Last year, I wrote about my search for a recording of sea shanties remembered from childhood and how, along the way, I started to learn about different types of sea songs, shanties, and their meaning. This earlier post can be found here.
It is considered unlucky for women to sing many of these songs and so, rather than risk bad luck, I decided to stitch some of the lyrics instead. And so my Shanty Quilt began.
The Shanty Quilt has a narrative – it starts with setting out on voyage, getting out to sea, enduring storms and privations, returning home, having shore leave and then starting the whole cycle again.
The first three panels are about leaving home. They are based on two songs – Rio Grande and The Leaving of Liverpool. These are both sea songs, rather than shanties – shanties are work songs which are usually sung or chanted to a rhythm that supports the task in hand. Sea songs are songs of the sea; they often tell a story of adventures back on shore, about sweethearts loved and lost, or about missing home.
When planning the Shanty Quilt, I wanted it to have a circular narrative structure, so the first and last panel both feature the same lyric to illustrate the idea that the sailor lands, has some time ashore, spends his pay, packs up his belongings and goes to sea again. It is a never ending cycle, if the songs are to be believed.
My starting point, therefore, is a song called Rio Grande and I begin (and end) by referring to a particular verse:
New York town is no place for me. / Away for Rio! / So I’ll pack up my sea chest / And go back to sea / And I’m bound for the Rio Grande.
I have always been intrigued by the idea of sea chests. What was kept in them? Treasured possessions? Reminders of home? Or something mundane – spare clothes and eating implements? The last time I visited HMS Victory, one of the very knowledgeable guides informed me that most ordinary sailors in the Royal Navy in Nelson’s day owned very little, and might just stash their few possessions in a discreet corner; there simply wasn’t the space to store sea chests for the whole crew. This makes sense of course, but I think I prefer the idea of the song rather than the reality in this case. I need to research it further before I finish the quilt!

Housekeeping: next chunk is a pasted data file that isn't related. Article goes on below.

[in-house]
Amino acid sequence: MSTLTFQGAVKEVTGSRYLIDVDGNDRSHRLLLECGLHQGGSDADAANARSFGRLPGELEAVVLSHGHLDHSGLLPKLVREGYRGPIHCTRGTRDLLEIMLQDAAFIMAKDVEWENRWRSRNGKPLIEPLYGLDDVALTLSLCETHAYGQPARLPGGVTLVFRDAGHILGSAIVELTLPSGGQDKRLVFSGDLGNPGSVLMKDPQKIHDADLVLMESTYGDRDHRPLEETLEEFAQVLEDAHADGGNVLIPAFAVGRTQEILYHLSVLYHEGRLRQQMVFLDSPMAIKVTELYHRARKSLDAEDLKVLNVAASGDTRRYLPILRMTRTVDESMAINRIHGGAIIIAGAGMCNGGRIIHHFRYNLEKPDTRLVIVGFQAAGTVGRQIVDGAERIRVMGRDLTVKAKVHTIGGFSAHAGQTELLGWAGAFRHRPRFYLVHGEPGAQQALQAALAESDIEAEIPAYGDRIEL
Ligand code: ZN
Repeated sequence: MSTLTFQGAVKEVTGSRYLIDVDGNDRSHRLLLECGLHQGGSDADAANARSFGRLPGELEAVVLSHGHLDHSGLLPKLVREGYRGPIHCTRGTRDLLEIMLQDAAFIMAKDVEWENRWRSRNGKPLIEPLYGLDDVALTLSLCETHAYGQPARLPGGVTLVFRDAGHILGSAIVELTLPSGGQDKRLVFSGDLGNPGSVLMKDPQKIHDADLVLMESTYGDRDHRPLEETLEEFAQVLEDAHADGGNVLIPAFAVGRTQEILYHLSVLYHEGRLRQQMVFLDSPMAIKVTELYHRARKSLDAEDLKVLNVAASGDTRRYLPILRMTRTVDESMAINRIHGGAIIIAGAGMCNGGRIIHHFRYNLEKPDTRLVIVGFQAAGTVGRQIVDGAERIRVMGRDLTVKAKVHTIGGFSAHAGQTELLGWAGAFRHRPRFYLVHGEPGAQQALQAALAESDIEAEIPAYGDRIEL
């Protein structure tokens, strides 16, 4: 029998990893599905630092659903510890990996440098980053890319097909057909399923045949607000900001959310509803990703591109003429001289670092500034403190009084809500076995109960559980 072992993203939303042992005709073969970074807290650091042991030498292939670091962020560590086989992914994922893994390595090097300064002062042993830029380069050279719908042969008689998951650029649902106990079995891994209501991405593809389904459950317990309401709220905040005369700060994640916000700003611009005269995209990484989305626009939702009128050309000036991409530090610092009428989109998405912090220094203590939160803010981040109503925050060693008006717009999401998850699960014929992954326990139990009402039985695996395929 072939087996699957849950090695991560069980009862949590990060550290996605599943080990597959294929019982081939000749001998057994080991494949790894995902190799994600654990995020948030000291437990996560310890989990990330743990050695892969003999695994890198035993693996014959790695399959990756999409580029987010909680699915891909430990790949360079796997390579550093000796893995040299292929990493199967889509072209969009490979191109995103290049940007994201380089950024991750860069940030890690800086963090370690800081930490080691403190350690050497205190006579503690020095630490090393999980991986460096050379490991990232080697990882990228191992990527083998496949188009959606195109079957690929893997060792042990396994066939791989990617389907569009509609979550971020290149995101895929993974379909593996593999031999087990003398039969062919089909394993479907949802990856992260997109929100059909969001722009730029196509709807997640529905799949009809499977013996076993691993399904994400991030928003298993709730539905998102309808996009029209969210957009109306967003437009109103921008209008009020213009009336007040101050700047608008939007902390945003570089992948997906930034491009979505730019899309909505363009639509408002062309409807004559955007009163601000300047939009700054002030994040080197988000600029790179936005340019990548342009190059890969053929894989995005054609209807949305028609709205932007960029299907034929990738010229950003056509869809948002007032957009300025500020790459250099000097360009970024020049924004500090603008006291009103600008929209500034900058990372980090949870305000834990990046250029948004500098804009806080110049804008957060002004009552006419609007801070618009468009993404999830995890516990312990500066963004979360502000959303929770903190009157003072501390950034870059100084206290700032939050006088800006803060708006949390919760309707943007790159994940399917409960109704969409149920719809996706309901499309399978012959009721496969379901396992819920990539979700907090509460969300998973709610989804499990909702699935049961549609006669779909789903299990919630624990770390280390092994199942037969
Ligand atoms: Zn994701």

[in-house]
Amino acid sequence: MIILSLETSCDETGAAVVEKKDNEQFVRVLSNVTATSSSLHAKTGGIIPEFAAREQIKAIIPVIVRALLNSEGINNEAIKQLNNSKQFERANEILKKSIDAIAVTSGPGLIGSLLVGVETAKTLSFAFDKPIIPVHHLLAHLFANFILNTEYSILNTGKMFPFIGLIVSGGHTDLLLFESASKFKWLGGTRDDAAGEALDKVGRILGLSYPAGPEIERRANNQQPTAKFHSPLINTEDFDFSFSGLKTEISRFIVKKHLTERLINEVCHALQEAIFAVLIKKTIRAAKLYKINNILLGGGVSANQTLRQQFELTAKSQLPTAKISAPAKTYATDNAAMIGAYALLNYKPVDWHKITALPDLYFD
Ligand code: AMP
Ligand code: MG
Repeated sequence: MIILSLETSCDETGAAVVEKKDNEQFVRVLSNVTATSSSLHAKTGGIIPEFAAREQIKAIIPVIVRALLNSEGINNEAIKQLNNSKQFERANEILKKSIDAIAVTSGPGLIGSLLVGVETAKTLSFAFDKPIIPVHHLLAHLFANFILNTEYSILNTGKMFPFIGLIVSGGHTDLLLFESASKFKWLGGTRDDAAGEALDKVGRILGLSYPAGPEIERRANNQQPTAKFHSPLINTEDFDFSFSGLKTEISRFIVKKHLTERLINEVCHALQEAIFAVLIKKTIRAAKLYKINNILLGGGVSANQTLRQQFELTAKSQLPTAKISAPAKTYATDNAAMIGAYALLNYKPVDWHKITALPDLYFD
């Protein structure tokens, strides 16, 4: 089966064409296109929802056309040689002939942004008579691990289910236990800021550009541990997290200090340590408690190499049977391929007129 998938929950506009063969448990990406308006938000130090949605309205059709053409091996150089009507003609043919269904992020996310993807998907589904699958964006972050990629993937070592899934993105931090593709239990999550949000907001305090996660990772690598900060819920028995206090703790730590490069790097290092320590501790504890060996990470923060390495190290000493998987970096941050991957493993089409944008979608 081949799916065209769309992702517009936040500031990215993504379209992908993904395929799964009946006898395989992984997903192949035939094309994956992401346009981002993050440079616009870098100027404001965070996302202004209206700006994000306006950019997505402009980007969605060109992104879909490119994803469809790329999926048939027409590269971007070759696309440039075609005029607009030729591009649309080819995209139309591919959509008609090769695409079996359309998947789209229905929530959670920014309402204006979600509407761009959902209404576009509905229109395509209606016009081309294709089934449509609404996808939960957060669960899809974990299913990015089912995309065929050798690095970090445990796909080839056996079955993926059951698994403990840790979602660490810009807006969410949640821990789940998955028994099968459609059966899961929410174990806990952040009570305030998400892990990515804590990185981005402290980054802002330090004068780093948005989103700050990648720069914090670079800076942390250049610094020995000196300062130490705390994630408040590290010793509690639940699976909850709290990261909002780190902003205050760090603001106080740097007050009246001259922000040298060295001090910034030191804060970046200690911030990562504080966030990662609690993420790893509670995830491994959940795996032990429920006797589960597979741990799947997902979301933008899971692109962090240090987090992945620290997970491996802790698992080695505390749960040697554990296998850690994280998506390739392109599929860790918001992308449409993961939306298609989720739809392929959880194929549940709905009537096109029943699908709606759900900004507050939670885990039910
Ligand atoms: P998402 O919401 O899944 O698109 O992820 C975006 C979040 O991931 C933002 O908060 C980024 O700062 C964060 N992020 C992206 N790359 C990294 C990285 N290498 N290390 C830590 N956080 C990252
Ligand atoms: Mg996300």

The second panel features another lyric from Rio Grande. The song bids Farewell to my Liverpool girl and continues:
Oh farewell to Sally and farewell to Sue / Away for Rio! / And farewell to you on the pier head too / And we’re bound for the Rio Grande.
The Storm Weather Shanty Choir also recorded the song that features on my third panel – The Leaving of Liverpool:
So fare the well my own true love / And when I return / United we will be. / It’s not the leaving of Liverpool that grieves me / But my darling when I think of thee.
There are many recordings of this particular song but for me, the best is the one I remember from my childhood. The Twelve Buccaneers recorded the version I grew up with but sadly their recording is no longer available. But I wouldn’t have thought of a quilt about sea songs and shanties without it.